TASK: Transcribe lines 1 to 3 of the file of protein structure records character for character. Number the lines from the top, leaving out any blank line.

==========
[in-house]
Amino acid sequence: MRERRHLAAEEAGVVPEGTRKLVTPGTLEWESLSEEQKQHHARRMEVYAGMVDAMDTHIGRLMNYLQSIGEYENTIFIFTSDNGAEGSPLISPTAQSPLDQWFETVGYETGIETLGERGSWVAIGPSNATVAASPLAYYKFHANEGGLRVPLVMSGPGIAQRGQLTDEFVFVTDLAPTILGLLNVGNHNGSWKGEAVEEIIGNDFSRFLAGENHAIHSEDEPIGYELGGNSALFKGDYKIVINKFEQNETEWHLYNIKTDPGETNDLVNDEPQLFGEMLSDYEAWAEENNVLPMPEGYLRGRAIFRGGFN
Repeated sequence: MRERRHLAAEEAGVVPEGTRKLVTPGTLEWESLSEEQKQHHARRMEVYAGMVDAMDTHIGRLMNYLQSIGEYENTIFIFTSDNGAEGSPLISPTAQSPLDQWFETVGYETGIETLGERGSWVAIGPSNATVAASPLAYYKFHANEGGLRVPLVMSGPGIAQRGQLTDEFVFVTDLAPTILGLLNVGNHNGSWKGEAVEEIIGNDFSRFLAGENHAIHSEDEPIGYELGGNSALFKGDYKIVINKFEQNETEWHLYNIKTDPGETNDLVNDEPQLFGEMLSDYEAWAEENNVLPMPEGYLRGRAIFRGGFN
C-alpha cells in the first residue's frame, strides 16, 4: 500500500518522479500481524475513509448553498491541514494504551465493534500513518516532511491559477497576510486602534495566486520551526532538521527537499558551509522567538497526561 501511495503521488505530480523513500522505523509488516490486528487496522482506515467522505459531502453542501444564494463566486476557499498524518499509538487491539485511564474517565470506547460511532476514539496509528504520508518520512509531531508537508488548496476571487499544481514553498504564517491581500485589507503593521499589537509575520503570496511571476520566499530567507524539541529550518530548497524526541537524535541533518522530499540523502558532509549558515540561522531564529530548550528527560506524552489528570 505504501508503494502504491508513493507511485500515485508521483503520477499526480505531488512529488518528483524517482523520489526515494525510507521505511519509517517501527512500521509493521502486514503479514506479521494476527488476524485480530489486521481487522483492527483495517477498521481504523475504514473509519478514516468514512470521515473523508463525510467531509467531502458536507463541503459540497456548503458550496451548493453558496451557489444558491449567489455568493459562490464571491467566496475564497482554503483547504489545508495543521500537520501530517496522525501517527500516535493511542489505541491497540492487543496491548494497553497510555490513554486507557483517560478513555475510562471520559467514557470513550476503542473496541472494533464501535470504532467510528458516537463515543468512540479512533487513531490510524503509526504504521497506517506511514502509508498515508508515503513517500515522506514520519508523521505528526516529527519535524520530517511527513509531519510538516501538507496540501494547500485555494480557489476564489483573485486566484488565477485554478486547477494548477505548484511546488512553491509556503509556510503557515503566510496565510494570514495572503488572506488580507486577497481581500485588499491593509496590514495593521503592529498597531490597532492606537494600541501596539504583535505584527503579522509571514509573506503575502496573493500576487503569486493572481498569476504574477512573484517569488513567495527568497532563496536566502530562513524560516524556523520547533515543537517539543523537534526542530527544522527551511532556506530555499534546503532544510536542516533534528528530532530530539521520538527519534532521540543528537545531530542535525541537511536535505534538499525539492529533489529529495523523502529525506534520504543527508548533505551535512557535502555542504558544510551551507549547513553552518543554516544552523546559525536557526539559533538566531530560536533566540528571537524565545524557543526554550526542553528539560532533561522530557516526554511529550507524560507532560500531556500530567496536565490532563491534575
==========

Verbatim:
[in-house]
Amino acid sequence: MRERRHLAAEEAGVVPEGTRKLVTPGTLEWESLSEEQKQHHARRMEVYAGMVDAMDTHIGRLMNYLQSIGEYENTIFIFTSDNGAEGSPLISPTAQSPLDQWFETVGYETGIETLGERGSWVAIGPSNATVAASPLAYYKFHANEGGLRVPLVMSGPGIAQRGQLTDEFVFVTDLAPTILGLLNVGNHNGSWKGEAVEEIIGNDFSRFLAGENHAIHSEDEPIGYELGGNSALFKGDYKIVINKFEQNETEWHLYNIKTDPGETNDLVNDEPQLFGEMLSDYEAWAEENNVLPMPEGYLRGRAIFRGGFN
Repeated sequence: MRERRHLAAEEAGVVPEGTRKLVTPGTLEWESLSEEQKQHHARRMEVYAGMVDAMDTHIGRLMNYLQSIGEYENTIFIFTSDNGAEGSPLISPTAQSPLDQWFETVGYETGIETLGERGSWVAIGPSNATVAASPLAYYKFHANEGGLRVPLVMSGPGIAQRGQLTDEFVFVTDLAPTILGLLNVGNHNGSWKGEAVEEIIGNDFSRFLAGENHAIHSEDEPIGYELGGNSALFKGDYKIVINKFEQNETEWHLYNIKTDPGETNDLVNDEPQLFGEMLSDYEAWAEENNVLPMPEGYLRGRAIFRGGFN